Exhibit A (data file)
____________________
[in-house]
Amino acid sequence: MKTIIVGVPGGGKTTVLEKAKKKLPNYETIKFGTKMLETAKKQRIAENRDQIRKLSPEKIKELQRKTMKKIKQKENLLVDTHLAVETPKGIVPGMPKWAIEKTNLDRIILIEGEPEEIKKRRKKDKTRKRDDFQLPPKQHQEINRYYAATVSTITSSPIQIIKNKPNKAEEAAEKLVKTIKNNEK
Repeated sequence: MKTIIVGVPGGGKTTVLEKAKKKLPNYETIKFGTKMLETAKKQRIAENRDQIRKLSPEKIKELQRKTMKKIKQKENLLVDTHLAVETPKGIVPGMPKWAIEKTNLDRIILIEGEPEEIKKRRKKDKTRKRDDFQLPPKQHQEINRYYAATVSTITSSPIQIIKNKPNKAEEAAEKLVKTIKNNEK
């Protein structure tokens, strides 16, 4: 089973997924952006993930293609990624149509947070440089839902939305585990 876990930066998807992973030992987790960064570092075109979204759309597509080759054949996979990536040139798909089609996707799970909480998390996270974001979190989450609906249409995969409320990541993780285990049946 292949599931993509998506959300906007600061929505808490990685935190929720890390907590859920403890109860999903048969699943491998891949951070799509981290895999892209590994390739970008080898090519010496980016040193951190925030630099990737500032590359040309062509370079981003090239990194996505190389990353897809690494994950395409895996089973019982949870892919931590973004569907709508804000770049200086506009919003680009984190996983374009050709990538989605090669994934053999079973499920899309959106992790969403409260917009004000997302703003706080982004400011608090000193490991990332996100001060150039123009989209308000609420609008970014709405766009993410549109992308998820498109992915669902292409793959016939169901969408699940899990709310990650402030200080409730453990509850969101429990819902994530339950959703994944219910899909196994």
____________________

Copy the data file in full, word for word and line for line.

[in-house]
Amino acid sequence: MKTIIVGVPGGGKTTVLEKAKKKLPNYETIKFGTKMLETAKKQRIAENRDQIRKLSPEKIKELQRKTMKKIKQKENLLVDTHLAVETPKGIVPGMPKWAIEKTNLDRIILIEGEPEEIKKRRKKDKTRKRDDFQLPPKQHQEINRYYAATVSTITSSPIQIIKNKPNKAEEAAEKLVKTIKNNEK
Repeated sequence: MKTIIVGVPGGGKTTVLEKAKKKLPNYETIKFGTKMLETAKKQRIAENRDQIRKLSPEKIKELQRKTMKKIKQKENLLVDTHLAVETPKGIVPGMPKWAIEKTNLDRIILIEGEPEEIKKRRKKDKTRKRDDFQLPPKQHQEINRYYAATVSTITSSPIQIIKNKPNKAEEAAEKLVKTIKNNEK
């Protein structure tokens, strides 16, 4: 089973997924952006993930293609990624149509947070440089839902939305585990 876990930066998807992973030992987790960064570092075109979204759309597509080759054949996979990536040139798909089609996707799970909480998390996270974001979190989450609906249409995969409320990541993780285990049946 292949599931993509998506959300906007600061929505808490990685935190929720890390907590859920403890109860999903048969699943491998891949951070799509981290895999892209590994390739970008080898090519010496980016040193951190925030630099990737500032590359040309062509370079981003090239990194996505190389990353897809690494994950395409895996089973019982949870892919931590973004569907709508804000770049200086506009919003680009984190996983374009050709990538989605090669994934053999079973499920899309959106992790969403409260917009004000997302703003706080982004400011608090000193490991990332996100001060150039123009989209308000609420609008970014709405766009993410549109992308998820498109992915669902292409793959016939169901969408699940899990709310990650402030200080409730453990509850969101429990819902994530339950959703994944219910899909196994």